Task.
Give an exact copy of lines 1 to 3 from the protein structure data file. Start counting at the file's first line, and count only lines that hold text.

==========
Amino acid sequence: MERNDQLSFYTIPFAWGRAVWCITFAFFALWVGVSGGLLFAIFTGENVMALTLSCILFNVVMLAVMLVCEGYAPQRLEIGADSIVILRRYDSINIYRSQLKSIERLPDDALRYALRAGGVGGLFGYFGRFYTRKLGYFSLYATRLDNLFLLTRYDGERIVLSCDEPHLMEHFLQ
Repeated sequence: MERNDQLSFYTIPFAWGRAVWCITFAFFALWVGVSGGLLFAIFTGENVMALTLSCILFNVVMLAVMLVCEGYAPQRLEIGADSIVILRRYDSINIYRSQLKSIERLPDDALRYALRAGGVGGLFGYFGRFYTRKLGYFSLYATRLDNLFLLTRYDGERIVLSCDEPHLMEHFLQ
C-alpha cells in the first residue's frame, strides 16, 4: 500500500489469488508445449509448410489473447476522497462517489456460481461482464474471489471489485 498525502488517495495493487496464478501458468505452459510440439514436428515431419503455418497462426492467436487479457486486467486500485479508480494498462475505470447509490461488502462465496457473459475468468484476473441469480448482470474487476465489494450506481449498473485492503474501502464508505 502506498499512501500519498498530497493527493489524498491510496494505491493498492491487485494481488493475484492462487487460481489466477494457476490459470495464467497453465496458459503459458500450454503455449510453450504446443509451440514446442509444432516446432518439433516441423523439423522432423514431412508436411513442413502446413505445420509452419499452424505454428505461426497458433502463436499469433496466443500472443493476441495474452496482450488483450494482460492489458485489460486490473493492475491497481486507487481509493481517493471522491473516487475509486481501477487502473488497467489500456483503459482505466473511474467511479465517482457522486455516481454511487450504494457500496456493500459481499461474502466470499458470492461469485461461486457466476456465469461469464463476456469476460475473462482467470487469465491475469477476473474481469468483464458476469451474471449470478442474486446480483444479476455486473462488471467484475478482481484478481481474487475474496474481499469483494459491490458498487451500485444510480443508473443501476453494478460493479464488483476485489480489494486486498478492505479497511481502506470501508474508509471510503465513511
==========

Amino acid sequence: MERNDQLSFYTIPFAWGRAVWCITFAFFALWVGVSGGLLFAIFTGENVMALTLSCILFNVVMLAVMLVCEGYAPQRLEIGADSIVILRRYDSINIYRSQLKSIERLPDDALRYALRAGGVGGLFGYFGRFYTRKLGYFSLYATRLDNLFLLTRYDGERIVLSCDEPHLMEHFLQ
Repeated sequence: MERNDQLSFYTIPFAWGRAVWCITFAFFALWVGVSGGLLFAIFTGENVMALTLSCILFNVVMLAVMLVCEGYAPQRLEIGADSIVILRRYDSINIYRSQLKSIERLPDDALRYALRAGGVGGLFGYFGRFYTRKLGYFSLYATRLDNLFLLTRYDGERIVLSCDEPHLMEHFLQ
C-alpha cells in the first residue's frame, strides 16, 4: 500500500489469488508445449509448410489473447476522497462517489456460481461482464474471489471489485 498525502488517495495493487496464478501458468505452459510440439514436428515431419503455418497462426492467436487479457486486467486500485479508480494498462475505470447509490461488502462465496457473459475468468484476473441469480448482470474487476465489494450506481449498473485492503474501502464508505 502506498499512501500519498498530497493527493489524498491510496494505491493498492491487485494481488493475484492462487487460481489466477494457476490459470495464467497453465496458459503459458500450454503455449510453450504446443509451440514446442509444432516446432518439433516441423523439423522432423514431412508436411513442413502446413505445420509452419499452424505454428505461426497458433502463436499469433496466443500472443493476441495474452496482450488483450494482460492489458485489460486490473493492475491497481486507487481509493481517493471522491473516487475509486481501477487502473488497467489500456483503459482505466473511474467511479465517482457522486455516481454511487450504494457500496456493500459481499461474502466470499458470492461469485461461486457466476456465469461469464463476456469476460475473462482467470487469465491475469477476473474481469468483464458476469451474471449470478442474486446480483444479476455486473462488471467484475478482481484478481481474487475474496474481499469483494459491490458498487451500485444510480443508473443501476453494478460493479464488483476485489480489494486486498478492505479497511481502506470501508474508509471510503465513511